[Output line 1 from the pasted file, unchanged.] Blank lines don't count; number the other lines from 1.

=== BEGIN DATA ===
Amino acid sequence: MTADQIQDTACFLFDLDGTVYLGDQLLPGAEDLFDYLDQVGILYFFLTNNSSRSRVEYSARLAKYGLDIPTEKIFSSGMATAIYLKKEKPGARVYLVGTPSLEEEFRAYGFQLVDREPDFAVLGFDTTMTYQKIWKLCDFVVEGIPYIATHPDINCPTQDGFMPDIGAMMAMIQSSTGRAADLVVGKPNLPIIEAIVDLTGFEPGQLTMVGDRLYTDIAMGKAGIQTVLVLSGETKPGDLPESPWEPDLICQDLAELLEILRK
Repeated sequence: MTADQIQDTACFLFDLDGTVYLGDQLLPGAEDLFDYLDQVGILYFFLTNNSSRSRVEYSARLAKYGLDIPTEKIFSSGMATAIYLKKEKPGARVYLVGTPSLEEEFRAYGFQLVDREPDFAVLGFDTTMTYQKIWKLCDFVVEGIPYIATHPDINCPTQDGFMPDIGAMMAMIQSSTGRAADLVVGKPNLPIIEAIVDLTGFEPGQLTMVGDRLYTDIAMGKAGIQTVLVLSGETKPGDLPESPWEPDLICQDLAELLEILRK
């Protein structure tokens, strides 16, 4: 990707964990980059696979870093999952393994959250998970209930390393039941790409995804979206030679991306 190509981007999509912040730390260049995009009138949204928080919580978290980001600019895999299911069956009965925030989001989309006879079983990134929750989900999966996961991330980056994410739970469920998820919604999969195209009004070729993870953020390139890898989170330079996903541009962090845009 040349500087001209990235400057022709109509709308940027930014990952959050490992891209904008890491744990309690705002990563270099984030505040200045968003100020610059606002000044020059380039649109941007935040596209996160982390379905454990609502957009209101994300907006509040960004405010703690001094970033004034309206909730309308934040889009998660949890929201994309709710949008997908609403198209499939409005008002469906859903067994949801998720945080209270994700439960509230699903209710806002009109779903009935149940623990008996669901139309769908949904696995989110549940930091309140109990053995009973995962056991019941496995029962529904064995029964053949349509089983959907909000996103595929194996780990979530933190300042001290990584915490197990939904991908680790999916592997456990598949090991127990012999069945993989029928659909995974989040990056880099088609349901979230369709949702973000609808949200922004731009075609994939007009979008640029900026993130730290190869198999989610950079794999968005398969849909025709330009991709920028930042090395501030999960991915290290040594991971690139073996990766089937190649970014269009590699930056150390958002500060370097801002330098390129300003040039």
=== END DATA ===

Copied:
Amino acid sequence: MTADQIQDTACFLFDLDGTVYLGDQLLPGAEDLFDYLDQVGILYFFLTNNSSRSRVEYSARLAKYGLDIPTEKIFSSGMATAIYLKKEKPGARVYLVGTPSLEEEFRAYGFQLVDREPDFAVLGFDTTMTYQKIWKLCDFVVEGIPYIATHPDINCPTQDGFMPDIGAMMAMIQSSTGRAADLVVGKPNLPIIEAIVDLTGFEPGQLTMVGDRLYTDIAMGKAGIQTVLVLSGETKPGDLPESPWEPDLICQDLAELLEILRK